For example if you’re trading a horse race in-play, the markets tend to bounce around here there and everywhere. They aren’t very liquid and prices can move from 100 into 1.01 within a matter of seconds. Trading from home puts you behind the track-side punters so you’ll need to set up the software in such a way you can react as quick as possible. With crazy swings and things changing fast in-play it’s ideal to have maybe 6 or 7 ladders open with the full market depth on offer (to save you scrolling up and down the ladder). You might want prices from 50.0 to 2.00 visible so you can click in an instant.
On the other hand, if you’re trading before the start prices move considerably slower. So you may want your Geeks Toy set with additional charts; traded volume, price history and market overview. Allowing you to concentrate on just 4 ladders at a time. Prices don’t move so fast before the start (unless a horse breaks free!)
Here’s a couple of examples to show what I mean. Each have their own benefits:
Pre-Race Geeks Toy Setup (Horse Racing).
In-play Geeks Toy Setup (Horse Racing).
Using A Geeks Toy Pro…
GeeksToy has been my choice of software since I started, here are the main reasons I prefer it to others on the market, #2 is the biggest deal to me;
Cost – When I first started on Betfair the Geeks Toy was free. And it has been for a few periods of time over the years too. I was pretty broke at the time so it made sense to test the water with a software that didn’t cost me the earth. However, that’s much the same now with it being one of the cheapest on the market. Also you can gain a free trial from the Geeks Toy website if you’re in the position I once was.
Customizability – After testing the markets for a couple of weeks it quickly become apparent to me that having the option to customize just about everything, in terms of time frames and screen layout/space was a big deal. As you can see from the examples above, it’s important. So although finding it first was a bit of a fluke I knew the Geeks Toy would be superior for me from a manual trading angle. If you’re into automation though, you may want to look at some others.
Helpful Community – Like many others I posted some pretty daft questions early on, its part of being human I guess. But the users on the forum were always helpful and didn’t seem quite so ‘clicky’ as elsewhere. As I do now, there were even some that went out of their way just to help me out with getting set up, the geek included. A question on the forum is usually answered promptly.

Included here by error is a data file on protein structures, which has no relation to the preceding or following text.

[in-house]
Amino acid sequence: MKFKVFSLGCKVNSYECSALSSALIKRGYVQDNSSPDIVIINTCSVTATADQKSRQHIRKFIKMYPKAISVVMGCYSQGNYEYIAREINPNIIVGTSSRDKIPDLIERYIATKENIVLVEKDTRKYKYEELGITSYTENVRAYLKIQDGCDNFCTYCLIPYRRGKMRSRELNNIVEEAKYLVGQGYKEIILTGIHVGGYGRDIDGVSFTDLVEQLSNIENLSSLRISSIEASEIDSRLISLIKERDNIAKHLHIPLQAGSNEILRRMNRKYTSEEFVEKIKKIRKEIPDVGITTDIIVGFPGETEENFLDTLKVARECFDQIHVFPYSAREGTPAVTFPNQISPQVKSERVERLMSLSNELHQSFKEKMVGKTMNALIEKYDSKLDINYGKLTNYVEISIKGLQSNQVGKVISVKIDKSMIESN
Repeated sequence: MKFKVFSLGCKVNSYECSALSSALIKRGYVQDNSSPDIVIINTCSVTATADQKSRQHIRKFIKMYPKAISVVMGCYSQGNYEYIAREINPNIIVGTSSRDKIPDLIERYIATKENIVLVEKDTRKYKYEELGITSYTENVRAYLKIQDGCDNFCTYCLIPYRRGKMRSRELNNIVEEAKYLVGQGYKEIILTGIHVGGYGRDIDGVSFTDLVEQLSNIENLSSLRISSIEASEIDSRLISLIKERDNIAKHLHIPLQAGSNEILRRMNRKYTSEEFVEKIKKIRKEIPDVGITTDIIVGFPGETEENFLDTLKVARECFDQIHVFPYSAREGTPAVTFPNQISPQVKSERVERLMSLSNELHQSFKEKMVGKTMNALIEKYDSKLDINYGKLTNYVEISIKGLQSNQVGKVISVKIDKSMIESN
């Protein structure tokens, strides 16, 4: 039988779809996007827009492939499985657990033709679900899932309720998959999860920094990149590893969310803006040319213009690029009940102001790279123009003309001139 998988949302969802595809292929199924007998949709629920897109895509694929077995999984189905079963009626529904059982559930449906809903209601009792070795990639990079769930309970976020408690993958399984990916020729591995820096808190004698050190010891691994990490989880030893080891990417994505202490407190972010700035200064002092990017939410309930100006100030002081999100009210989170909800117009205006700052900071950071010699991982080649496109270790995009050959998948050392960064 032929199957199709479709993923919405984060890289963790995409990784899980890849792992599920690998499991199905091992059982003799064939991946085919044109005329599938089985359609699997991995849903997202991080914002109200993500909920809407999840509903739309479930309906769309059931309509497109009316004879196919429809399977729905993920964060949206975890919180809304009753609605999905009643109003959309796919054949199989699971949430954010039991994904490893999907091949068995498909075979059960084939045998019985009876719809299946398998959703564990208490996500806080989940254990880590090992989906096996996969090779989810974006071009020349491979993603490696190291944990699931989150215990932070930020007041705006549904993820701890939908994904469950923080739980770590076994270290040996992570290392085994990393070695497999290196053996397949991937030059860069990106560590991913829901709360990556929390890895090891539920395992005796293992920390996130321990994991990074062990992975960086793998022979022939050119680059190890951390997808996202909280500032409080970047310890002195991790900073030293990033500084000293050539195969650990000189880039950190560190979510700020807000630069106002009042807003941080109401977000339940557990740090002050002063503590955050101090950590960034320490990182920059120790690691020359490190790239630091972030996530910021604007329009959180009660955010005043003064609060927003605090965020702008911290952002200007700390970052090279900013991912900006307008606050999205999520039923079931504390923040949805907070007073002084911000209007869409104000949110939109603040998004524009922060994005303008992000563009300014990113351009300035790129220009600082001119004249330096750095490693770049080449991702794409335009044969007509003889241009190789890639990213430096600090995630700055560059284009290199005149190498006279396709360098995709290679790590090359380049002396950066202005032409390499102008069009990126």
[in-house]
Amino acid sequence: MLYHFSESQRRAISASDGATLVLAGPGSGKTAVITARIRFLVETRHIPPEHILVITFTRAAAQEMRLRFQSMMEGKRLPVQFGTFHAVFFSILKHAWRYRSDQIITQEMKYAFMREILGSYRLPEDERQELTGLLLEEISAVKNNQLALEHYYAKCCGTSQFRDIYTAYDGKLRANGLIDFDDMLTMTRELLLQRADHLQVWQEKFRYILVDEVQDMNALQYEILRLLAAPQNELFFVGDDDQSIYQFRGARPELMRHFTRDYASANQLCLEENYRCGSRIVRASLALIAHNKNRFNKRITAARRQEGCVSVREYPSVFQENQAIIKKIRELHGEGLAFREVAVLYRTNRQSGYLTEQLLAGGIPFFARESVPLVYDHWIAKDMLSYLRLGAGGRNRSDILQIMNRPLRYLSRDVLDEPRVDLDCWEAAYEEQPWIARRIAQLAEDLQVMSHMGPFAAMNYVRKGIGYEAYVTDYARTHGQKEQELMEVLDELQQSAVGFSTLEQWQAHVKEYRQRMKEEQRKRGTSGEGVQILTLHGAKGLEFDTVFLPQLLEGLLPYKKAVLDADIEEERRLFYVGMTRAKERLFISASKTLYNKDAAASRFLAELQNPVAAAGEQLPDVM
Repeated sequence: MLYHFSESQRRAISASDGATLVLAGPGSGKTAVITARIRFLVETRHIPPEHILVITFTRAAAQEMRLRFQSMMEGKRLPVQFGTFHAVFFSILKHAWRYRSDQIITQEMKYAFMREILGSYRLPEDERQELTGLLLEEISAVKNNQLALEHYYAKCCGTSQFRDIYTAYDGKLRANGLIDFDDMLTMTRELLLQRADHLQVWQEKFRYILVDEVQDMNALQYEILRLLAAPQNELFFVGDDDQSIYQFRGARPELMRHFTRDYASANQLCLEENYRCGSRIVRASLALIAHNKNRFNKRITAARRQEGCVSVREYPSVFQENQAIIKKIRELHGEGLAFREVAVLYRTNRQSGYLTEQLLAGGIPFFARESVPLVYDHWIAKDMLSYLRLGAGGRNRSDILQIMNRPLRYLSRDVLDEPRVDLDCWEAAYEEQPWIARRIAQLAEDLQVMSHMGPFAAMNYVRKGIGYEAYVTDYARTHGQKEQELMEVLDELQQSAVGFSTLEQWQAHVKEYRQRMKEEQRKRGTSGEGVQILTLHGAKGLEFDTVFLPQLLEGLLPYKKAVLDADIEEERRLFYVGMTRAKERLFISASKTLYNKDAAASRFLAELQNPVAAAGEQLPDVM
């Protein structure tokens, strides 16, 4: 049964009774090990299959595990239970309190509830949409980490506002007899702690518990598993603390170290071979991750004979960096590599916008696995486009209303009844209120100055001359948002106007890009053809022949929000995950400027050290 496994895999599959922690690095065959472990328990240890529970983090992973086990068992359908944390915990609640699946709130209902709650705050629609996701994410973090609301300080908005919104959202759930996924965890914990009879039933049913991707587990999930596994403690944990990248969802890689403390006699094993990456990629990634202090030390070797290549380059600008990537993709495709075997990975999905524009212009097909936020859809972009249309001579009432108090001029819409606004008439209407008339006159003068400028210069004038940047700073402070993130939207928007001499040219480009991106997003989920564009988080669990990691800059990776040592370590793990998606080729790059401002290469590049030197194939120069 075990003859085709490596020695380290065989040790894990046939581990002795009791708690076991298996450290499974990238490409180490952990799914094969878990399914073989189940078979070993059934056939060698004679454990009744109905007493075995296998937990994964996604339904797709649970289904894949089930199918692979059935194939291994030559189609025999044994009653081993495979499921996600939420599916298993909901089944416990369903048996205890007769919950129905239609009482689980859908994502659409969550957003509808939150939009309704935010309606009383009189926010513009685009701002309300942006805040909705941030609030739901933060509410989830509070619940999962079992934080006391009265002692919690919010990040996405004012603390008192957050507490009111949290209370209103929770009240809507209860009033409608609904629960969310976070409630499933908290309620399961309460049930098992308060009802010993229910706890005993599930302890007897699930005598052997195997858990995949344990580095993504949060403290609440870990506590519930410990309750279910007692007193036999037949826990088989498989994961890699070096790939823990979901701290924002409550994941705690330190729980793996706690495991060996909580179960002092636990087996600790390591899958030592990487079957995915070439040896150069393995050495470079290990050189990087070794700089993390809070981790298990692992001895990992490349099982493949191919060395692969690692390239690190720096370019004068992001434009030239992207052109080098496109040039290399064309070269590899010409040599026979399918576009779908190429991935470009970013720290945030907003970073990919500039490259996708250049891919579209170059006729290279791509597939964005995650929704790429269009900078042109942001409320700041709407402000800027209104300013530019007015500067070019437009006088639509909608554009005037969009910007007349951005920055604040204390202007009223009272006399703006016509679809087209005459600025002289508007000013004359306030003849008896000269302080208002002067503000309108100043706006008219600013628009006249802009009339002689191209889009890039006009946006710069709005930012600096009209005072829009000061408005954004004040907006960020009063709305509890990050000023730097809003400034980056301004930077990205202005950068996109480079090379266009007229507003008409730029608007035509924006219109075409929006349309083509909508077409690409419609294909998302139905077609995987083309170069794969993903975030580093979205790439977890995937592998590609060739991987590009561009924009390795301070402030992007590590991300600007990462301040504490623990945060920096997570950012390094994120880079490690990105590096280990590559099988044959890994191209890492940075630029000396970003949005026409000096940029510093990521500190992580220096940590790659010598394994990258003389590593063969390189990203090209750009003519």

Useful Geeks Toy Pro References:
YouTube Video’s (make sure you subscribe here):
If there’s anything not covered in this post, or the FAQ below the Geeks Toy Forum is a good place to post your question.
Geeks Toy FAQ’s
Here are a few simple but common questions users have asked me on a regular basis:
How do I activate Geeks Toy one-click betting?
One-click betting is set to off when opening the software initially. You’ll need to right click the market navigator and select confirm bets > safety > off.
How do I activate keyboard short-cuts?
To active and set up short-cuts you’ll need to do two things:
- Set your hot-keys by right-click market navigator > show/hide > short-cut key manager.
- Turn on short-cuts – right-click the ladder > options > keyboard short-cuts > on.
How can I change the colours?
Colours are easily changed within the Geeks Toy; all you need to do is open the market navigator > right-click colour schemes > edit colours. From here you can change each individual colour for your profile. Be sure to save the profile after!
How do I change the sound alerts?
In order to change the sound alerts you will need to insert your custom sounds under file paths found by right-click market navigator > show/hide > audio alerts. Failing that you can just turn them off if you prefer.